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Mind the gap – what do we know about those in fuel poverty?

Posted on 28 July 2014 by Mehul Kotecha, Senior Researcher .
Tags: Fuel poverty, bad housing, environment, financial insecurity, housing, poverty

Mehul KotechaIn July 2014, the government published its consultation document to help develop a new fuel poverty strategy for England (Cutting the Cost of Keeping Warm: A new fuel poverty strategy for England consultation document). This is the first such strategy in over a decade and underlines the importance of government policy as a lever in helping to address this issue.

Key to maximising the impact of any future policy is how fuel poverty is measured and defined. There has been much discussion about the new low income high costs (LIHC) indicator of fuel poverty, following on from the Hills Review in 2012. However, as the consultation acknowledged, policy should also be informed by an understanding of the real life experiences of those who are considered to be fuel poor under this new indicator. To these ends, we were commissioned by the Department for Energy and Climate Change (DECC) in August 2013 to review the existing evidence on the behaviour of the fuel poor. This review has now subsequently been published alongside the government consultation.

Our review involved a rapid appraisal of the existing literature on the behaviour of fuel poor households. In total, 57 pieces of evidence were reviewed around four key areas:

  • Awareness and views of energy efficiency amongst the fuel poor;
  • Energy behaviours and concerns of the fuel poor – including how they heat their homes, engagement with energy use and bills and motivations behind behaviours;
  • Barriers and facilitators to behaviour change around energy efficiency improvements in the home; and
  • The impact of organisational and local community engagement on attitudes and knowledge of energy use.

The review uncovered a lot of interesting work done on the lived experience of fuel poverty. However, there were notable omissions and gaps in the literature as a whole. These included:

  • Challenges in being able to draw general conclusions about the fuel poor. This was for two reasons. Firstly, there was little evidence that the literature used official indicators of fuel poverty, with most studies using a proxy to identify the fuel poor (e.g. low income) or ‘at risk’ vulnerable groups. Secondly, much of the literature relied on small scale qualitative work and surveys or focused on specific sub-groups of ‘at risk’ populations, which made generalisations difficult.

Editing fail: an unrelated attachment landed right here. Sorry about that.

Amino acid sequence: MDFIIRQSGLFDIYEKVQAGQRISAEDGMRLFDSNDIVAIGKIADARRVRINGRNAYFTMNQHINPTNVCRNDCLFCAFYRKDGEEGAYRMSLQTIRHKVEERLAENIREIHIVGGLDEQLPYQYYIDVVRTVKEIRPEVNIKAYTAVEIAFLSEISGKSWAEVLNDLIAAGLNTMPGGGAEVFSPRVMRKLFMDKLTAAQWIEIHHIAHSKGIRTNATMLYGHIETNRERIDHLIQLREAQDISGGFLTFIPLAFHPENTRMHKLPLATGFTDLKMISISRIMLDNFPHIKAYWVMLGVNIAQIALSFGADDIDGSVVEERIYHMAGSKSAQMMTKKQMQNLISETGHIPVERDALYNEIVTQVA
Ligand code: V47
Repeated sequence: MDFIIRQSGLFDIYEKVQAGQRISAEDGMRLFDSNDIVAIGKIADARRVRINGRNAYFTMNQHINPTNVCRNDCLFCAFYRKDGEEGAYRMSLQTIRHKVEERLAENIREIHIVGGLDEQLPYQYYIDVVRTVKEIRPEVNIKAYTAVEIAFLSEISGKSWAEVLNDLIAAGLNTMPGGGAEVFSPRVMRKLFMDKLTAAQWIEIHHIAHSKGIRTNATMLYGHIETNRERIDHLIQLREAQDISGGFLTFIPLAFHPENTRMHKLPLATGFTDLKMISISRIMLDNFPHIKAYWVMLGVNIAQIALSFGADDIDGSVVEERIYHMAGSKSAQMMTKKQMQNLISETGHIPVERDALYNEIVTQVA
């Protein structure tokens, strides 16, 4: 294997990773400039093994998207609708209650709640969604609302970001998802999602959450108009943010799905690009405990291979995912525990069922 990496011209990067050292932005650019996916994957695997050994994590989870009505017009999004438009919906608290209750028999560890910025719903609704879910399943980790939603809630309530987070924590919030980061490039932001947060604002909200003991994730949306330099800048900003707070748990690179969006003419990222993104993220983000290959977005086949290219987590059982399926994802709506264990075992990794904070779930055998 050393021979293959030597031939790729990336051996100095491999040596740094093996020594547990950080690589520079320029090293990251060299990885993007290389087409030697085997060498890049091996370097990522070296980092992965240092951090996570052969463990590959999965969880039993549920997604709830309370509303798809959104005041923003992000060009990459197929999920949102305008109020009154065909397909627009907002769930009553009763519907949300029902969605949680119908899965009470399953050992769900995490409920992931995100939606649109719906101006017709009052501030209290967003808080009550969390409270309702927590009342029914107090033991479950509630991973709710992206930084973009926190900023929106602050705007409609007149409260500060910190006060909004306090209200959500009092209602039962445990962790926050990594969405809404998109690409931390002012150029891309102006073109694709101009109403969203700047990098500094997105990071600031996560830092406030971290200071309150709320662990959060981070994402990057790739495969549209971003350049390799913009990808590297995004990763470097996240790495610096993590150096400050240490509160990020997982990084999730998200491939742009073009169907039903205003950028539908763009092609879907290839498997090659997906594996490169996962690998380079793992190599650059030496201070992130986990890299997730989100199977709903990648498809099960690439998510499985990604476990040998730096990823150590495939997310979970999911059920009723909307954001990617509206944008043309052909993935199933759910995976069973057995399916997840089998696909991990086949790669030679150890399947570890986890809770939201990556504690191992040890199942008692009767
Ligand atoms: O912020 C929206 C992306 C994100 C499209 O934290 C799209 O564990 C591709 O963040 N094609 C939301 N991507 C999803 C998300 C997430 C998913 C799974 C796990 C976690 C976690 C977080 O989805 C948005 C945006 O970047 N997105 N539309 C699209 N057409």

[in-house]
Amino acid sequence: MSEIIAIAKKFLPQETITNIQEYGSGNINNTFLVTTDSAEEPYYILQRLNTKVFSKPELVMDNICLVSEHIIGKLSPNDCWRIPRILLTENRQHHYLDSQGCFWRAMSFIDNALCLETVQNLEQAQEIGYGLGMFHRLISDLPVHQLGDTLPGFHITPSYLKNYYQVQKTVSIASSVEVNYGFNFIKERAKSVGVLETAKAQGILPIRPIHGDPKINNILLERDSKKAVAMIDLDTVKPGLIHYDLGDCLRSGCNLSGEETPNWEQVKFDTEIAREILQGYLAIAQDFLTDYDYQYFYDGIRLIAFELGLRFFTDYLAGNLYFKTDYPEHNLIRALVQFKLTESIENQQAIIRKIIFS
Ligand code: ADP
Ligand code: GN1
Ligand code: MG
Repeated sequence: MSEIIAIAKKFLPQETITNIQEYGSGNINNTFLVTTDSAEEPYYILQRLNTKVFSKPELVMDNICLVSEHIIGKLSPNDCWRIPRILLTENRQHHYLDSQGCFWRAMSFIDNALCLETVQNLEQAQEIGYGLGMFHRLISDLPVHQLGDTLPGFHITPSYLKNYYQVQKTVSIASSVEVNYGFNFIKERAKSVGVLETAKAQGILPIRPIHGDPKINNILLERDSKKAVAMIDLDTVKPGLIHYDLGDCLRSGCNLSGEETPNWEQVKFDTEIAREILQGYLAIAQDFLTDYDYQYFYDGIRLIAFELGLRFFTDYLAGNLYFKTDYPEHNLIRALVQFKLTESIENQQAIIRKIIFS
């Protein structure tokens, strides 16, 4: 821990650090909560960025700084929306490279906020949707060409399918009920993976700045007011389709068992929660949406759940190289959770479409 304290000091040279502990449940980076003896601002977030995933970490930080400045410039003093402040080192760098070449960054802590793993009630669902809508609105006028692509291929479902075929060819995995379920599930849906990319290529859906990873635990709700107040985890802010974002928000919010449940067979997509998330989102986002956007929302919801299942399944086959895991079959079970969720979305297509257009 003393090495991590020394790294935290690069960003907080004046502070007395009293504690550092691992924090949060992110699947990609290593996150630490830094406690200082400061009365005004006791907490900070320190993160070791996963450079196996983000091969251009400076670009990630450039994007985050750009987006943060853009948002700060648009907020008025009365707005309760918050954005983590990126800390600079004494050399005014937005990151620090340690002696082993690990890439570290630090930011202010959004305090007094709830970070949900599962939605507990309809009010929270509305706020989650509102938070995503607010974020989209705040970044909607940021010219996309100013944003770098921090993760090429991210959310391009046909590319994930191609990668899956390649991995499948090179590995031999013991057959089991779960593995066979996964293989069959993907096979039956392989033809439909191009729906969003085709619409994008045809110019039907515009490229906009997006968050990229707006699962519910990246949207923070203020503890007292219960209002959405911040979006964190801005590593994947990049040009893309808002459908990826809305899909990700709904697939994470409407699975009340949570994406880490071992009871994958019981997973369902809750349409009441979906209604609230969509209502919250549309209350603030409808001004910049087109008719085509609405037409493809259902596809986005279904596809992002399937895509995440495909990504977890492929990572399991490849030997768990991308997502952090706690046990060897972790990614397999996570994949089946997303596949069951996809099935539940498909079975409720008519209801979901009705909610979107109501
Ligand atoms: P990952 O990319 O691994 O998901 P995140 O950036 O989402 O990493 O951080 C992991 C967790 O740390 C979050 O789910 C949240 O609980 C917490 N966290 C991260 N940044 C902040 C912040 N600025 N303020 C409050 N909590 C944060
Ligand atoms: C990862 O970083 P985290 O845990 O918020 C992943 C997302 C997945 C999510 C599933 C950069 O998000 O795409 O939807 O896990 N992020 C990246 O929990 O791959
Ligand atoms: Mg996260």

• Lack of coverage of the awareness and attitudes towards energy efficiency amongst the fuel poor. This included understanding their awareness of current energy efficiency initiatives and their capacity to pay for improved energy efficiency measures.
  • Limited discussion of the breadth of energy behaviours and concerns of the fuel poor. There was a lack of detailed coverage on how heating systems were used by those in fuel poverty (e.g. how they use timers, thermostats and how they manage heat in different parts of their homes) and how they prioritised the different needs (e.g. comfort and costs) and how these informed behaviours.
  • Further information is needed on the barriers and facilitators to behaviour change around energy efficiency. In particular, whether there were barriers that were common to the take-up of energy efficiency across fuel poor groups, whether there were differences in these between different sub-groups and what triggered changes to energy efficiency behaviour (e.g. levels of perceived comfort and/or savings derived from the changes).
  • Limited discussion on the level of engagement the fuel poor had with the local community and organisations. There was paucity of knowledge around the channels of information the fuel poor use to engage with the energy markets and offers, as well as their interaction with initiatives designed to lift them from fuel poverty. More specifically, why the fuel poor do not take-up these initiatives and how best to communicate them – including the role of digital communication channels.

Underpinning the above, it is important to understand the similarities and differences in behaviours and attitudes across the diverse range of groups that can be considered to be fuel poor under the new definition.

Our research highlighted some important gaps in our knowledge about fuel poverty and the government’s recommendation in its draft strategy to fill these gaps with research is very welcome.  

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